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The Rediscovery of Medical Humanities

Public Health in the National News


The Rediscovery of Medical Humanities
by Virginia Aita, PhD, Associate Professor, Department of Health Promotion, Social and Behavioral Health

A renewed interest in the medical humanities arose with the bioethics movement in the 1970s. The medical humanities consist of works of history, literature, philosophy, and religion that intersect with the healing arts. In an age that has witnessed the enormous growth of medical knowledge and technology, one might wonder why the interest in the medical humanities? The reasons relate to what it means to be a patient.

Health care has become ever more specialized, while diagnostic and treatment technologies have become increasingly complex. Health care providers’ and patients’ relationships can seem distant and fragmented as a result. The “brave new world” of health care called for a corrective, and it came in the rediscovery of the humanities. Works in the humanities, whatever their format, explore the human condition at its many stages.

By reflecting on such works, one may creatively question not only the topics examined, but one’s own circumstances and concerns. This can lead to an appreciation of human differences and the ambiguity that life presents. Learning to live with the tensions inherent in life circumstances and health care situations is an important skill for both care providers and patients as they learn to find their voices in the choices that must often be made amid uncertainty.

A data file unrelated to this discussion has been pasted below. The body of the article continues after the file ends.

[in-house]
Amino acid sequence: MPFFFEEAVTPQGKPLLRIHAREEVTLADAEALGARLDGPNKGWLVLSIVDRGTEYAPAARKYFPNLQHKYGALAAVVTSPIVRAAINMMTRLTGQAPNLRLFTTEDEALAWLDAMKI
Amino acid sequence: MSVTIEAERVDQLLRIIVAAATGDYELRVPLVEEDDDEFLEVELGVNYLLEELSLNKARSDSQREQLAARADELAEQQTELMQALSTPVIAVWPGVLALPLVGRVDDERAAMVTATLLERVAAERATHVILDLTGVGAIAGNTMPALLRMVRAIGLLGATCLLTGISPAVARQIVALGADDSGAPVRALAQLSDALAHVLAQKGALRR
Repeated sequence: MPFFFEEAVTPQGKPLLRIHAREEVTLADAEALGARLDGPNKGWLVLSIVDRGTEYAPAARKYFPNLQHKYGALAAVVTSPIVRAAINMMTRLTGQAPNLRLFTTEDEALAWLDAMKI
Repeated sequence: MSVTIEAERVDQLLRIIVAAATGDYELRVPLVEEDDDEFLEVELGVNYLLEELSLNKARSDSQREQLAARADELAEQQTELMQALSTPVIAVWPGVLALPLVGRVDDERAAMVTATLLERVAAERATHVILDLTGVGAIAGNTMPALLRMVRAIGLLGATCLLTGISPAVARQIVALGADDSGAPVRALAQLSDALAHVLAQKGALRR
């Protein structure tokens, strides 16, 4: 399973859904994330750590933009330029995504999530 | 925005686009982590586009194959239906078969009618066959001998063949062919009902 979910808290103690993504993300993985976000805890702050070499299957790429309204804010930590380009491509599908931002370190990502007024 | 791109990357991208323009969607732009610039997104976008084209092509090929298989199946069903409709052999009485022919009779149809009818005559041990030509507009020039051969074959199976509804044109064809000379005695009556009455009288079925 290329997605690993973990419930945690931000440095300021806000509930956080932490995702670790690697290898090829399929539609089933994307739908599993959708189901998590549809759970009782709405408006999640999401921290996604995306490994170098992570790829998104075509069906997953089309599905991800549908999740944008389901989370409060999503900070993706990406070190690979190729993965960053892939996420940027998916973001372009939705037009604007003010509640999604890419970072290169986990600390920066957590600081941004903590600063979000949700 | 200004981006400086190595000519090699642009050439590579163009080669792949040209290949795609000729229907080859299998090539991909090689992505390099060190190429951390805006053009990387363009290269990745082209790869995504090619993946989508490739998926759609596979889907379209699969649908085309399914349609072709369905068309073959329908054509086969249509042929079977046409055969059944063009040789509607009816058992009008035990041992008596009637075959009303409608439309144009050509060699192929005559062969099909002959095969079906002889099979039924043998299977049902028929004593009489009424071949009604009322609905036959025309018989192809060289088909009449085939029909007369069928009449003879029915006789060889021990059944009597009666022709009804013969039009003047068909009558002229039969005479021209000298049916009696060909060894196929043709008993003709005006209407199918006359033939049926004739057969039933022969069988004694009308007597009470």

A recent UNMC project incorporating ideas drawn from the medical humanities is the Portraits of Care Study, in which a portrait artist drew and painted patients and caregivers. Researchers studied the portraits for what they conveyed about the human dimensions of care as visually expressed by the study subjects. The portraits, along with subjects’ narrative data, showed the transformations that care and caregiving involve.

The medical humanities are also used in the classroom, including the use of historical photos, artworks, novels, and nonfiction histories to stimulate discussion of medical and public health issues and circumstances. For example, the recently published book by Rebecca Skloot, The Immortal Life of Henrietta Lacks, tells the true story of a young, poor African American woman whose cervical cancer cells were among the first to be successfully grown in tissue culture in the early 1950s. These cells became the workhorse of tissue culture research in the United States and all over the world, yet neither Henrietta Lacks nor her family gave consent for her cells to be used, nor reaped any reward for the commercialization of her cell line.

This story is just one of many that speak to the history of American medicine, public health, and biomedical research and the many bioethical and legal issues they may raise, such as the impact of racism on population health and health care, the intersection of religious faith and human health, and the effect of poverty and the absence of health literacy on care. The medical humanities provide resources to study how history, culture, narrative and religious traditions, visual representations, and the ethical and legal aspects of any given situation mingle and intersect within the realm of health care.

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